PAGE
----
This article originally appeared on VICE India.
We’re all asked to reach for the sky, though few actually manage to conquer such heights. But not Shaliza Dhami. The woman officer for the Indian Air Force (IAF) just became the very first female flight commander in the country.
Being the IAF’s first female Qualified Flying Instructor for Chetak and Cheetah helicopters and also second-in-command for a Chetak helicopter unit at Hindon Airbase, Dhami has shattered the glass ceiling and paved the path for more women officers to reach such high places.
Growing up in the city of Ludhiana in Punjab, Dhami had dreamed of joining the air force since her high school days, according to a blog posted by a military, airforce and internal security media publisher. Now a Wing Commander, she has clocked over 23,000 flying hours, along with bringing up a nine-year-old daughter.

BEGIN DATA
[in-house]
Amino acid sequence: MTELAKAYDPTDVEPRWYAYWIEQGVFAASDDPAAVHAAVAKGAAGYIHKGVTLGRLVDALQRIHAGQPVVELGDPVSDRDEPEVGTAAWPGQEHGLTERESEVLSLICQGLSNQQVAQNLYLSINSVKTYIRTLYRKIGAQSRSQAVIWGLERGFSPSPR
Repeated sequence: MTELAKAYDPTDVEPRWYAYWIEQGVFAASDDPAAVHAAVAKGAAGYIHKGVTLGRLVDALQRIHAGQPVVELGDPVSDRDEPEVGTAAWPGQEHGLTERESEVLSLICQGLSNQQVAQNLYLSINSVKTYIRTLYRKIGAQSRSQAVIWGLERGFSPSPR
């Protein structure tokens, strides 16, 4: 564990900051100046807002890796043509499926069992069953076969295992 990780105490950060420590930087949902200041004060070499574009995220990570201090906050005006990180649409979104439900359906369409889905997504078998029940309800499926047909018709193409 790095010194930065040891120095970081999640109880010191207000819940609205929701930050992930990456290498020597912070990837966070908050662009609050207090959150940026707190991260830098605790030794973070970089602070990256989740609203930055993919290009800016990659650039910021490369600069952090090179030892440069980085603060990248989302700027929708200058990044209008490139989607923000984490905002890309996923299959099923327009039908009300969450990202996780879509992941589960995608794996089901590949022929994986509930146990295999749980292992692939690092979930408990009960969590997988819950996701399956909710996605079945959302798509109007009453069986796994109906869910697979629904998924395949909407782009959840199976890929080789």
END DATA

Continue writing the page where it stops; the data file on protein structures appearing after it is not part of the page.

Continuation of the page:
Wing Commander Dhami is also the first woman officer to be granted permanent commission for a long tenure with the IAF. Women officers have been allowed to do Short Service Commission since 1994, with the IAF recruiting their first female fighter pilot force in 2016. However, it was only in March 2019 that they were given the legal right to be considered for permanent commissions and asked to be considered equal to their male counterparts.
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